Building walls won't do that. It won't boost our economy, and it won’t enhance our security either. Isolating or disparaging Muslims, suggesting that they should be treated differently when it comes to entering this country -- that is not just a betrayal of our values...
  13. apartheid
    a social policy of racial segregation
    And just as America is better, the world is better than when I graduated. Since I graduated, an Iron Curtain fell, apartheid ended. There’s more democracy. We virtually eliminated certain diseases like polio. We’ve cut extreme poverty drastically. We've cut infant mortality by an enormous amount..
  14. hone
    refine or make more perfect or effective
    And by doing so, you’ll strengthen your own position, and you’ll hone your arguments.
  15. contentious
    showing an inclination to disagree
    Progress in America has been hard and contentious, and sometimes bloody.
  16. inertia
    the tendency of something to stay in rest or motion
    You’ll look at things with fresher eyes, unencumbered by the biases and blind spots and inertia and general crankiness of your parents and grandparents and old heads like me.
  17. sporadic
    recurring in scattered or unpredictable instances
    But those are sporadic, those moments, those episodes.
  18. epidemic
    a widespread outbreak of an infectious disease
    When developing countries don’t have functioning health systems, epidemics like Zika or Ebola can spread and threaten Americans, too. And a wall won't stop that.
  19. beneficiary
    the recipient of funds or other advantages
    We are beneficiaries of the labor and the grit and the courage of generations who came before.
  20. disproportionate
    out of proper balance
    Yes, special interests and lobbyists have disproportionate access to the corridors of power.
  21. discerning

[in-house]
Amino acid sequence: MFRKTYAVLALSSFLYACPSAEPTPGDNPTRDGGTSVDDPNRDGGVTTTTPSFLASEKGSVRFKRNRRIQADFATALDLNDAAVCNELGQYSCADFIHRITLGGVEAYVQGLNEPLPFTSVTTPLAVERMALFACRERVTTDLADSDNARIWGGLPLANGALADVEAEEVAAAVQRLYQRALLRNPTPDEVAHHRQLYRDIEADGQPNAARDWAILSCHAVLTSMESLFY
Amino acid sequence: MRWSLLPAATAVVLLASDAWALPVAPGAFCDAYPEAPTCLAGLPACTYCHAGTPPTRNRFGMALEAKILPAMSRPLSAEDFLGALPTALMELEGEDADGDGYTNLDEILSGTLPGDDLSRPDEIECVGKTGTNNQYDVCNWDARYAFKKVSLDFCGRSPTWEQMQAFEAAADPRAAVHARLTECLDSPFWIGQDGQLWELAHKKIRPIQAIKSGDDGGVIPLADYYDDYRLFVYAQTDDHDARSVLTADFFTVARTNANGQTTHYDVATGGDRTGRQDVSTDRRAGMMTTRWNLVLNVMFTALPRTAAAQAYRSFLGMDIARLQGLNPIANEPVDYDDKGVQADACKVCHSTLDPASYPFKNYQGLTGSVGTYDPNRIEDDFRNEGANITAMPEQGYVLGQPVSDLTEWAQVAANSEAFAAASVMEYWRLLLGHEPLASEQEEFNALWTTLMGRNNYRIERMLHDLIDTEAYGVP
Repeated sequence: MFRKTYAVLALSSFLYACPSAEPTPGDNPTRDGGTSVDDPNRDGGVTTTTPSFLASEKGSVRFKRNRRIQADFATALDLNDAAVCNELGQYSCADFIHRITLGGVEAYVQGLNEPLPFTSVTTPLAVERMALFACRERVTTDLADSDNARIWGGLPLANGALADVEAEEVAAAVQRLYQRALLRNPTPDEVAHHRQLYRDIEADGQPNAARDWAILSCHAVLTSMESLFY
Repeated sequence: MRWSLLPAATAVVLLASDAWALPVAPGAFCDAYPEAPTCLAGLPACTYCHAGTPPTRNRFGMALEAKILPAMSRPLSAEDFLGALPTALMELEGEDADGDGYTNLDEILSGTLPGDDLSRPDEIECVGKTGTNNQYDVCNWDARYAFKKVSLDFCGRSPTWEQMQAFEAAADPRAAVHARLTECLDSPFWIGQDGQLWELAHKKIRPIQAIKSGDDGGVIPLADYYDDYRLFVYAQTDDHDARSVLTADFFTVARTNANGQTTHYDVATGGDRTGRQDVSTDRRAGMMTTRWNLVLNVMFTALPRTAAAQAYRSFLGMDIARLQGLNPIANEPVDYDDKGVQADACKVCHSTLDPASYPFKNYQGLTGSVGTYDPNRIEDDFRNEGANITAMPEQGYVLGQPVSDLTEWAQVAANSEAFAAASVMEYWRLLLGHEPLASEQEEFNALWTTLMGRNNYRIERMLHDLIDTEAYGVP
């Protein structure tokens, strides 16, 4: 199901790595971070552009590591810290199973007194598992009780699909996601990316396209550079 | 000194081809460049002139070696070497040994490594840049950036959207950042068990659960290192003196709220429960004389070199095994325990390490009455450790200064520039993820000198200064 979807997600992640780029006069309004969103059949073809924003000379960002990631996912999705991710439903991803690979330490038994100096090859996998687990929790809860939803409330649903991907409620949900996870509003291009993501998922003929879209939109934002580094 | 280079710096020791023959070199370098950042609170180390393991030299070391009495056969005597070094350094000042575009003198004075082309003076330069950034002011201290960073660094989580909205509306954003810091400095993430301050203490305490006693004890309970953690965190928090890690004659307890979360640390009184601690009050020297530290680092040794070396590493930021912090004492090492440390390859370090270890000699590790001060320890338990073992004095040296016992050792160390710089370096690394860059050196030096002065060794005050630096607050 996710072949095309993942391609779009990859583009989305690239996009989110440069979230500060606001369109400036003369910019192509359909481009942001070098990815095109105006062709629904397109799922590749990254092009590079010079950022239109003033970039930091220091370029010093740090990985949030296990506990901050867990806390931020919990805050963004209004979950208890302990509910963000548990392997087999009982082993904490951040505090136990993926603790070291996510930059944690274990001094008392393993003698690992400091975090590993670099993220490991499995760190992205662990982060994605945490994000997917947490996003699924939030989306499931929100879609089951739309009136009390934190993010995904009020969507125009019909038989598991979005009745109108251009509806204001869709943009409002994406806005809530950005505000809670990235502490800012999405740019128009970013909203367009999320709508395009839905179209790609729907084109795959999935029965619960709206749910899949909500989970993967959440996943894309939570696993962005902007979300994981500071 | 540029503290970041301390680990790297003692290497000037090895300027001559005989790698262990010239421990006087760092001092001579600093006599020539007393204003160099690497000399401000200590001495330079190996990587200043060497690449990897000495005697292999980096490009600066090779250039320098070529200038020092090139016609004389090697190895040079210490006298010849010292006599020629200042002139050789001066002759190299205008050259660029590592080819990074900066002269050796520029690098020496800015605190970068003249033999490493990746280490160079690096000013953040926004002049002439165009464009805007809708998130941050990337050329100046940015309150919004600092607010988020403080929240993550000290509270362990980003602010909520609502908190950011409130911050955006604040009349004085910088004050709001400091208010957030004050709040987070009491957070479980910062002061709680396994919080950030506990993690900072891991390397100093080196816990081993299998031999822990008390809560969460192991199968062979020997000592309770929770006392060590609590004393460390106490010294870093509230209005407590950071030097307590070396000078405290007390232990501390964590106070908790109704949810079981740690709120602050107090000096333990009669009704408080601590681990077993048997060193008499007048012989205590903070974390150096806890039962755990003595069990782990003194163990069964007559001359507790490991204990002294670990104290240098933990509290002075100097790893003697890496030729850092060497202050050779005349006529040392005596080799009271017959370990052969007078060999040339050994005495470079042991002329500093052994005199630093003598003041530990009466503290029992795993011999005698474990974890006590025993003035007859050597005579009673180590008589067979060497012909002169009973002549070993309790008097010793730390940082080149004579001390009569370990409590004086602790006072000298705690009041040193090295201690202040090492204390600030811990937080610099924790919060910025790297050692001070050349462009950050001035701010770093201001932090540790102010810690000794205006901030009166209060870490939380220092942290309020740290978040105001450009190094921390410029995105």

having or revealing keen insight and good judgment
    ...we have access to more information than at any time in human history, at a touch of a button. But, ironically, the flood of information hasn’t made us more discerning of the truth. In some ways, it’s just made us more confident in our ignorance. We assume whatever is on the web must be true.
  22. skepticism
    doubt about the truth of something
    You have a healthy skepticism for conventional wisdom.
  23. cynicism
    a cynical feeling of distrust
    Cynicism is so easy, and cynics don’t accomplish much.
  24. bias
    a partiality preventing objective consideration of an issue
    You’ll look at things with fresher eyes, unencumbered by the biases and blind spots and inertia and general crankiness of your parents and grandparents and old heads like me.
  25. embedded
    enclosed firmly in a surrounding mass
    ...escape superstition, and sectarianism, and tribalism, and no-nothingness. They believed in rational thought and experimentation, and the capacity of informed citizens to master our own fates. That is embedded in our constitutional design. That spirit informed our inventors and our explorers, the Edisons and the Wright Brothers, and the George Washington Carvers and the Grace Hoppers...
  26. brunt
    the main part, especially of a force or shock
    If we don’t act, if we don't follow through on the progress we made in Paris, the progress we've been making here at home, your generation will feel the brunt of this catastrophe.
  27. lobbyist
    someone who is employed to persuade how legislators vote
    Yes, special interests and lobbyists have disproportionate access to the corridors of power.